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Tesla Model S: Is Australia ready for electric cars?

HARRY TUCKER

ELECTRIC cars are here, and whether you like it or not, electricity is going to be propelling all our cars in one way or another in the near future.

Electricity is being embraced by all areas of the market. Whether it be a hybrid Toyota Prius that uses batteries to save fuel or the $2 million Ferrari LaFerrari that uses electricity to make it bone shatteringly quick.

But pure electric cars are still trying to catch on, with battery limitations stopping them from becoming mainstream vehicles. That might all be about to change.

Tesla’s Supercharged solution

Tesla is the first pure electric car maker to really give the car market a shake up. Previously, traditional petrol powered cars had the advantage of being able to drive further with one tank than what an electric car battery could manage. But Tesla’s Model S can now get nearly 500km off a single charge.

That’s pretty impressive for a car that is completely silent, can blitz most cars off the lights and puts zero emissions into the air.

But while that 500km seems like a lot, it still needs to be charged, and if you’re going on a road trip that can be a problem. It’s not as simple as just spending a minute or two pumping petrol into the tank.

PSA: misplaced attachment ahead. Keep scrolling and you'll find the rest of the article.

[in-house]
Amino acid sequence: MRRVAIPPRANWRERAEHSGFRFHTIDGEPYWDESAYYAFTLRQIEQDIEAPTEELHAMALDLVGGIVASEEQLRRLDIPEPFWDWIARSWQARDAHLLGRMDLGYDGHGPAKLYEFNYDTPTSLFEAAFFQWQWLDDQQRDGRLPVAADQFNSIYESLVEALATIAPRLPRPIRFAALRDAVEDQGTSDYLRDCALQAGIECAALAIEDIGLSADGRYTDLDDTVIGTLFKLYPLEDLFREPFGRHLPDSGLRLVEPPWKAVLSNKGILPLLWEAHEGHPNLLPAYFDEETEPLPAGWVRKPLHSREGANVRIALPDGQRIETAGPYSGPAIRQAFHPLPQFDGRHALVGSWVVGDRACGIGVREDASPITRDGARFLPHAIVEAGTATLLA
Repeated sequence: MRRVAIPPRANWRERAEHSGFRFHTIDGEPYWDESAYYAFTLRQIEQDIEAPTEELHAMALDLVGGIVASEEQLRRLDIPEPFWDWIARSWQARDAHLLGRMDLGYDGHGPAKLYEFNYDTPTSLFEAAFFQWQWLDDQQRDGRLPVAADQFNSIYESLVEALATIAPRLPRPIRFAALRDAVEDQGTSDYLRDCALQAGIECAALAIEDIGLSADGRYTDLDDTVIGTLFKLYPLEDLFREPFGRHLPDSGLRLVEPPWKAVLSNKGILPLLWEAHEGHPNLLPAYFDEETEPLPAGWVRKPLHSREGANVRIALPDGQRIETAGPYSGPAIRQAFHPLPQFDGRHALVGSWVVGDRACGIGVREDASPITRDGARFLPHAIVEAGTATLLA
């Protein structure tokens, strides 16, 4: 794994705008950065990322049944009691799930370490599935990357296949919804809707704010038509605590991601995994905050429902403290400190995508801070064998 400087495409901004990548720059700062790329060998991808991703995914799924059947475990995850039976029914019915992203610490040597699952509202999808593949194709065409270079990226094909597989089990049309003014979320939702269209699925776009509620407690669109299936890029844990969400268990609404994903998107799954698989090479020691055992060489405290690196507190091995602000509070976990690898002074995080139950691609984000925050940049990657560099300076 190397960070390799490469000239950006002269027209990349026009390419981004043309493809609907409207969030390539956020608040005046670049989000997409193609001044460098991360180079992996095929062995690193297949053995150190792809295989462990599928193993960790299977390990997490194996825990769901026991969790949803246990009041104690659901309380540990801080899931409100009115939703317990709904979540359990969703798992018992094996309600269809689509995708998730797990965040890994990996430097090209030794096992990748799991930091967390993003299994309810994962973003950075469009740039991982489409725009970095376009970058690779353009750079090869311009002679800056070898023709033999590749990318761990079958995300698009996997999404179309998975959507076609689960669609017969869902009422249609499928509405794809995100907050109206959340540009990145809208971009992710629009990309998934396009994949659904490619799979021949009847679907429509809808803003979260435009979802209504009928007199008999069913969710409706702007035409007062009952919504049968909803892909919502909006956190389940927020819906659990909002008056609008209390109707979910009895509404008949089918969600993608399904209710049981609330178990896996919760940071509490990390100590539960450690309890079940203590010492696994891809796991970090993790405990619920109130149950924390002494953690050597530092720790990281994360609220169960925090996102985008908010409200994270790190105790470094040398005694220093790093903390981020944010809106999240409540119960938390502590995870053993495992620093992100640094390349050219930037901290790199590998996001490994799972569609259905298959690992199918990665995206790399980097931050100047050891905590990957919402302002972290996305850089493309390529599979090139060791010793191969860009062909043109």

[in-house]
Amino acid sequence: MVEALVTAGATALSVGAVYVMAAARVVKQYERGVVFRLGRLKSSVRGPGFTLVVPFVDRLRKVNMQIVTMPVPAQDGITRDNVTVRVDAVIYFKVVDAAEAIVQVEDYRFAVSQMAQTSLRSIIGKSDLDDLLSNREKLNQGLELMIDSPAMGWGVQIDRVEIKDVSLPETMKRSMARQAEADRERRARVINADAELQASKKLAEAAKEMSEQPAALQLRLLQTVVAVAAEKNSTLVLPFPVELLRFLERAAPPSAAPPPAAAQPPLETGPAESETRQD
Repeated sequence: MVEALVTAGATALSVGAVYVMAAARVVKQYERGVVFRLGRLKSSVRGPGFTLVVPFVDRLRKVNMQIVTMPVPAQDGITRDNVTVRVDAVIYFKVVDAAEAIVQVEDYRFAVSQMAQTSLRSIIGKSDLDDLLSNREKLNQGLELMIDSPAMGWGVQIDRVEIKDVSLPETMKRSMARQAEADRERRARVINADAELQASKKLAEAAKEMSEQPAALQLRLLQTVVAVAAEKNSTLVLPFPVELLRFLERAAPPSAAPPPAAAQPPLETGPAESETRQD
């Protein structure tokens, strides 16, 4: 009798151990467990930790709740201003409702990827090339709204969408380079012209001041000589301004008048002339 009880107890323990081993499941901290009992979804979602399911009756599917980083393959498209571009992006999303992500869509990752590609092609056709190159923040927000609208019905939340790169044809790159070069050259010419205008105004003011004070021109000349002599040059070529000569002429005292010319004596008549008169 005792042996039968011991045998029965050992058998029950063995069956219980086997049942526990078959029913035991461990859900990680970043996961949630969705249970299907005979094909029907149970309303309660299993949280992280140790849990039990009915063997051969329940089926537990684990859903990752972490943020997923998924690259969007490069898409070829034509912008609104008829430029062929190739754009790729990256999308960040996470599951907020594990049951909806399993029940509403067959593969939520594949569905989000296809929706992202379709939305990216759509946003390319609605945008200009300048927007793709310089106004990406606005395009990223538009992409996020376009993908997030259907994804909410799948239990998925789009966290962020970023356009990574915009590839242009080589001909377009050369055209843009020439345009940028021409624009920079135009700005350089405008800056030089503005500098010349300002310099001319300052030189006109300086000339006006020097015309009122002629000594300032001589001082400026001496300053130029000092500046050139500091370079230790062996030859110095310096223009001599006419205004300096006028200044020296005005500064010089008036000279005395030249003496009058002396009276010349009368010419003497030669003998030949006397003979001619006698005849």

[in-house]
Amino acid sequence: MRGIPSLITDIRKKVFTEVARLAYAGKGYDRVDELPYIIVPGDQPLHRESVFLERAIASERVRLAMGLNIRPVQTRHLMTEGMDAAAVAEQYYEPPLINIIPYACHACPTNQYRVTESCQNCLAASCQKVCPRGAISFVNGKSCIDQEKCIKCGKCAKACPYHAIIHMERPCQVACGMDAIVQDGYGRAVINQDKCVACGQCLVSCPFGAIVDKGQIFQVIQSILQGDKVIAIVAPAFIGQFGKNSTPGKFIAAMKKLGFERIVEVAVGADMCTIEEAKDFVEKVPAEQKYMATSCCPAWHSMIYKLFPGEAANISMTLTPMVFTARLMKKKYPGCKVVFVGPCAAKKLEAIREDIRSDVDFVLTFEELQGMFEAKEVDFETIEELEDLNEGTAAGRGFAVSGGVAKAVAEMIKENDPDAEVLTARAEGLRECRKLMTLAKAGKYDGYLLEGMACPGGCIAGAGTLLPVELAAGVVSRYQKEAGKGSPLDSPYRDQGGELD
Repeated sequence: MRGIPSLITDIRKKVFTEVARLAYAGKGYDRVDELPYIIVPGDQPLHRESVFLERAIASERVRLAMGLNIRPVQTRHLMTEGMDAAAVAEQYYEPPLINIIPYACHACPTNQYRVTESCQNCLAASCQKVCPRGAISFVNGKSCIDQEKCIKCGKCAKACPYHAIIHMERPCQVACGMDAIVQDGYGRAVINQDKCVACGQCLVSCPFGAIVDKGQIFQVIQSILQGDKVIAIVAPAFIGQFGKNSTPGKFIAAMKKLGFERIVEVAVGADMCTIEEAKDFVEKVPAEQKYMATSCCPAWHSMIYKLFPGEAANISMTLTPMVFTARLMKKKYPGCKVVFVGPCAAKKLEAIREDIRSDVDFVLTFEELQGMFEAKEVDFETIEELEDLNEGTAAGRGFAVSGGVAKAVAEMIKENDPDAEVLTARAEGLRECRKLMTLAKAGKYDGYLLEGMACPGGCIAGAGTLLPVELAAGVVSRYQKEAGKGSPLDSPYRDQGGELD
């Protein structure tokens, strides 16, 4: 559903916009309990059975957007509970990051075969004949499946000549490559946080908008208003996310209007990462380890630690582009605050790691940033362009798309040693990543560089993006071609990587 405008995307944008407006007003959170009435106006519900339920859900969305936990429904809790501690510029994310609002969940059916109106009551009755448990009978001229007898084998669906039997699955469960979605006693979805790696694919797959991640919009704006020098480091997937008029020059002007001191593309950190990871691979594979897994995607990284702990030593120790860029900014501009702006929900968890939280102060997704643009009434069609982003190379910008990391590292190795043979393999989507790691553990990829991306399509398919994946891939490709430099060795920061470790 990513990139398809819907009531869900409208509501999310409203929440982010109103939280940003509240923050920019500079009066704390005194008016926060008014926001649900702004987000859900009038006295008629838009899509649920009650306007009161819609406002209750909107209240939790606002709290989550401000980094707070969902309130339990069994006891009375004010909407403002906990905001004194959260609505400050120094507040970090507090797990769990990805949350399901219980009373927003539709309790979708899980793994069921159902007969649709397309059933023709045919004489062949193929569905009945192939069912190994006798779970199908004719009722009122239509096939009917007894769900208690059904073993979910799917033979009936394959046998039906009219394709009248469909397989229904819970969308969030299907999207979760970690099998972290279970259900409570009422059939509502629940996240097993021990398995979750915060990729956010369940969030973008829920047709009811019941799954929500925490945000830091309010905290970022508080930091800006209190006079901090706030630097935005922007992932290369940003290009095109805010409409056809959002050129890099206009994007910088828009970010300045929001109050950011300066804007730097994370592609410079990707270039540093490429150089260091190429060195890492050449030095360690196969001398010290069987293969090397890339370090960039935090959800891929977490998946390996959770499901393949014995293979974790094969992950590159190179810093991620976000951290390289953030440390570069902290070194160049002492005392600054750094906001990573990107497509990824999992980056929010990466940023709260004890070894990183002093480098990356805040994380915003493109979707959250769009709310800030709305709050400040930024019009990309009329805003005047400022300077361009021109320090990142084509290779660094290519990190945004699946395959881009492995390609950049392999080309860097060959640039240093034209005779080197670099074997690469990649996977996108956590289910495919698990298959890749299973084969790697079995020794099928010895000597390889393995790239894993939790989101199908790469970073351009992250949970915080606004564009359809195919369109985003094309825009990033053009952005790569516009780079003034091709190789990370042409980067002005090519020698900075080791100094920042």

In the USA, Tesla has connected the entire country with its supercharger networks. A series of electric chargers that can potentially charge a Model S in 40 minutes. You can even drive from Los Angeles to New York in a Tesla Model S if you needed to thanks to the Supercharger network.

In Australia, however, our Supercharger network is limited. As it stands, there are two Supercharger stations in Sydney and one in Melbourne. By the end of 2016, Tesla says it will have a Supercharger network setup for owners to be able to travel between Melbourne and Brisbane without fear of running out of power. Innews.com.au’s experience, the charging speed itself can vary depending on the electricity available to the charger. In one instance, we were able to charge right up in less than 50 minutes, while at the same station on another day, it took over an hour and ten minutes.

Another problem for Australian buyers is the lack of inland population. Superchargers away from the east coast will be few and far between which will make visiting your family in rural areas an issue.

If you don’t want to wait for your car to charge, in the USA, Tesla is trialling a battery swap program. This works by paying a fee (slightly less than a tank of fuel) to have the battery swapped in less than five minutes. However, Tesla hasn’t announced any plans to expand the battery swap program outside of the one station in California.